|Home | About | Journals | Submit | Contact Us | Français|
The data presented are associated with the “Proteomic analysis of the adaptative response of Mucor spp. to cheese environment” (Morin-Sardin et al., 2016) article . Mucor metabolism is poorly documented in the literature and while morphology and growth behavior suggest potential adaptation to cheese for some strains, no adaptation markers to cheese environment have been identified for this genus. To establish the possible existence of metabolic functions related to cheese adaptation, we used a gel based 2-DE proteomic approach coupled to LC–MS/MS to analyze three strains from species known or proposed to have a positive or negative role in cheese production as well as a strain from a non-related cheese-species.
Value of the data
Data reported here describe the comparison of the bi-dimensional protein gels obtained for M. lanceolatus UBOCC-A-109153, Mucor racemosus UBOCC-A-109155, Mucor circinelloides CBS 277-49 and Mucor endophyticus CBS 385-95 on PDA and CA media (Fig. 1, Fig. 2, Fig. 3, Fig. 4), the identification of the proteins over-accumulated on each media for the 4 species including results of homologies search with Saccharomyces cerevisiae proteome (Supplementary Tables S1–S8) and the functional repartition of these identified proteins using GO analysis (Fig. 5).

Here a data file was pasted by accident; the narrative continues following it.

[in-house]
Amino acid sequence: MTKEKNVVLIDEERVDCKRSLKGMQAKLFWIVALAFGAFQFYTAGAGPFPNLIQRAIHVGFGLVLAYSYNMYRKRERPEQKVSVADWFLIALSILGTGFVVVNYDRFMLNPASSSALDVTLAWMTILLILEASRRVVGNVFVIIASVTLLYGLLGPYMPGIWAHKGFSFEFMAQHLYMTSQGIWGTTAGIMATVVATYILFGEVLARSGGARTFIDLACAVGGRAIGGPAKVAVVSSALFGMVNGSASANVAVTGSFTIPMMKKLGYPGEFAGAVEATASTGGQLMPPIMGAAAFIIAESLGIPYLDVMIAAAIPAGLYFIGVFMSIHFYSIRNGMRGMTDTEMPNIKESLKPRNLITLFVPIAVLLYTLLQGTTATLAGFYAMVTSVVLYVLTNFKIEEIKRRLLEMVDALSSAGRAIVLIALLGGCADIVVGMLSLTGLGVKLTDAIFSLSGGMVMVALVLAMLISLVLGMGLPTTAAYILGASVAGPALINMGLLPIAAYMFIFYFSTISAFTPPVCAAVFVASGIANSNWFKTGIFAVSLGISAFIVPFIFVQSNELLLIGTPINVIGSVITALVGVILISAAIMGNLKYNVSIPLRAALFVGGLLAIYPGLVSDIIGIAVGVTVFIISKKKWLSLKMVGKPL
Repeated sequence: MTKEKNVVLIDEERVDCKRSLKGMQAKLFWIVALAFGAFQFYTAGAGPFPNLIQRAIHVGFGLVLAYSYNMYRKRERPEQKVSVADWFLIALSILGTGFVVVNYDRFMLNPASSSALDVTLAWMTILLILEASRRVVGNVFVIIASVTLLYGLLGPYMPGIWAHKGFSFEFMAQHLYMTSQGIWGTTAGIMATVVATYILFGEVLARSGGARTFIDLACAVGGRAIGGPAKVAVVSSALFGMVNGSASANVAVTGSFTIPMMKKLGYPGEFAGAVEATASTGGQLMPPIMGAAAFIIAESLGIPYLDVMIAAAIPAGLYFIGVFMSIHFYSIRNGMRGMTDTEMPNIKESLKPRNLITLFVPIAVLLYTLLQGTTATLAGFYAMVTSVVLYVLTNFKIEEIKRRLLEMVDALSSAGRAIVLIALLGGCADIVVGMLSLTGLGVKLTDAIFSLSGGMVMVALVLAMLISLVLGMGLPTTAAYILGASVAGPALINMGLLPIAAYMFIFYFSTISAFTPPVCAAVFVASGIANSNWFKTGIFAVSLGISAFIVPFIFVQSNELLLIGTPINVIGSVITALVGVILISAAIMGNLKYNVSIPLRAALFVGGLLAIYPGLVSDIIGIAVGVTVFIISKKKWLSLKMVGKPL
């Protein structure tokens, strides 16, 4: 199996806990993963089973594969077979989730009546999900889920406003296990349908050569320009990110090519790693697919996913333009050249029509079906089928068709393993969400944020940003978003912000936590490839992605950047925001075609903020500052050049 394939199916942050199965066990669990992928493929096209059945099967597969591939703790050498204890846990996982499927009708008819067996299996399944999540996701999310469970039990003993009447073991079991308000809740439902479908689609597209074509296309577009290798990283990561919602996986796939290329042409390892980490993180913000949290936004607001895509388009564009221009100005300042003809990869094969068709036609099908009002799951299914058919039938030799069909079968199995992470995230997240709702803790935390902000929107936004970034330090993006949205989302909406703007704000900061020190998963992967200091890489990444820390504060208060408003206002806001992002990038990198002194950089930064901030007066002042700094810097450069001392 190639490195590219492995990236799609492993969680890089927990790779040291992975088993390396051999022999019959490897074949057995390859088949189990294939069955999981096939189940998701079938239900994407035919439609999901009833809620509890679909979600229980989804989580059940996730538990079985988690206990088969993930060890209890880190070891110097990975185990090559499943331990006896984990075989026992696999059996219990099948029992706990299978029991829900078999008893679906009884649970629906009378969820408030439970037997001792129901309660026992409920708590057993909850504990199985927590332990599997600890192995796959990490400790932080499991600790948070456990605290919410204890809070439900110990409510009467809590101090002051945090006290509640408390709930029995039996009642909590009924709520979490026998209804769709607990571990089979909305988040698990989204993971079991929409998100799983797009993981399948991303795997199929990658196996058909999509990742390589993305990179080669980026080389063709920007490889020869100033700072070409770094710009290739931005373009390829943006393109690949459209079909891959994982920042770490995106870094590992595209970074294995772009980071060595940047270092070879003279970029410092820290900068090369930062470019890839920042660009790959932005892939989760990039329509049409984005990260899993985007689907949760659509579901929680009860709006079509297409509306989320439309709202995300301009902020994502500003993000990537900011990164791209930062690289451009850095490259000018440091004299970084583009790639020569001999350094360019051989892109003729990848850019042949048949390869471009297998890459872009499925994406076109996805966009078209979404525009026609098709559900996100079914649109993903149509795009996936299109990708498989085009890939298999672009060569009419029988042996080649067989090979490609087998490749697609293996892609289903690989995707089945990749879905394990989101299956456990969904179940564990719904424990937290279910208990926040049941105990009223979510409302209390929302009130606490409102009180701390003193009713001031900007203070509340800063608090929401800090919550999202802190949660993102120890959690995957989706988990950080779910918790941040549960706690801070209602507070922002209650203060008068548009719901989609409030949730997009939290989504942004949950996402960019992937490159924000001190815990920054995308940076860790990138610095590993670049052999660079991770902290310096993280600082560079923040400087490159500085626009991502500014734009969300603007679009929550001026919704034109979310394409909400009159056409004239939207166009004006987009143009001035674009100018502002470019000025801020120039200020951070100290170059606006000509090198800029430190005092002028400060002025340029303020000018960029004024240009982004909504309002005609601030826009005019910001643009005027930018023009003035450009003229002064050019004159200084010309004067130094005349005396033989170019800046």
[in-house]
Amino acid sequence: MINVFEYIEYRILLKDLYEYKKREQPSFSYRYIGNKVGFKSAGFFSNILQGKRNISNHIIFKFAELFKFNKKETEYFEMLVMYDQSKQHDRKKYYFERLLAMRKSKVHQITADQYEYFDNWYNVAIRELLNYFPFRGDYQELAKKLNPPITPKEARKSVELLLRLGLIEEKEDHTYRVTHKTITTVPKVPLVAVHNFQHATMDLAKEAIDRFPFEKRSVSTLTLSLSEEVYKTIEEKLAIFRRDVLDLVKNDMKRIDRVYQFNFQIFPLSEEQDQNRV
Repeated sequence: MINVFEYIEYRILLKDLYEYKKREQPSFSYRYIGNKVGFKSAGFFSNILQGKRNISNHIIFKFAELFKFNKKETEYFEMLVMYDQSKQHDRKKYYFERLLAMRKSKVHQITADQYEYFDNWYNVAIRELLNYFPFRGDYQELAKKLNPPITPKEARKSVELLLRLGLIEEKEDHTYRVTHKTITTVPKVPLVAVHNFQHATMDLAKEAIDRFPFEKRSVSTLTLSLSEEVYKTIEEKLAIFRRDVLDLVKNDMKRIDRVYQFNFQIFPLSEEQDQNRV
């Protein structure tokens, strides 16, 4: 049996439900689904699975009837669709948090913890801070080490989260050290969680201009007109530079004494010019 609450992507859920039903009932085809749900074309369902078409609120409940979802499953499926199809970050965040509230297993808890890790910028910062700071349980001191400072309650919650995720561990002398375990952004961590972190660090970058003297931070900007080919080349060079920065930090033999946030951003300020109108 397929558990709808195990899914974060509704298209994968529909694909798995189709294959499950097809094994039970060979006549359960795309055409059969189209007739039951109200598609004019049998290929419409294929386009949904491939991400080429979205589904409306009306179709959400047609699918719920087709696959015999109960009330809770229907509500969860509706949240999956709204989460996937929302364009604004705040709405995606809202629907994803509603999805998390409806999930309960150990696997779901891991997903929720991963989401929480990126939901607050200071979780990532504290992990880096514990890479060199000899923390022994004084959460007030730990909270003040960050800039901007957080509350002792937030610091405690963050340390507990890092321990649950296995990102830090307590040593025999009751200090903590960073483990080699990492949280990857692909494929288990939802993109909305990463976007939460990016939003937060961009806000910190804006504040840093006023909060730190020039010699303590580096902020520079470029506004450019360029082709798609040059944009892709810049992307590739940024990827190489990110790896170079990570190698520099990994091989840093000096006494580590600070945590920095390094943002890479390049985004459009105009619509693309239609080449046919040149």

Four Mucor strains: M. lanceolatus UBOCC-A-109153, M. circinelloides CBS 277-49, M. racemosus UBOCC-A-109155 provided by the Université de Bretagne Occidentale Culture Collection (UBOCC, France, http://www-tmp.univ-brest.fr/souchotheque) and M. endophyticus CBS 385-95 originating from the Centraal Bureau Voor Schimmelculture (CBS, The Netherlands, http://www.cbs.knaw.nl/) were selected according to their known or proposed role in cheese production . The four strains were grown on potato dextrose agar (PDA) medium (DIFCO Laboratories, USA)  in the dark at 25 °C. Spore suspensions of each strain were produced as previously described  and adjusted at 107–108 spores mL−1 prior to storage at −80 °C before use. These spore suspensions were diluted into Potato Dextrose Broth solution (DIFCO Laboratories, USA) to obtain a 106 spores mL−1 final concentration. Ten microliters of the diluted spore suspension were used for inoculation of plates of either PDA medium or Cheese Agar (CA, a cheese mimicking medium) , , covered by a sterile cellophane sheet. Petri plates were then stored in airtight boxes and incubated 7 days at 14 °C.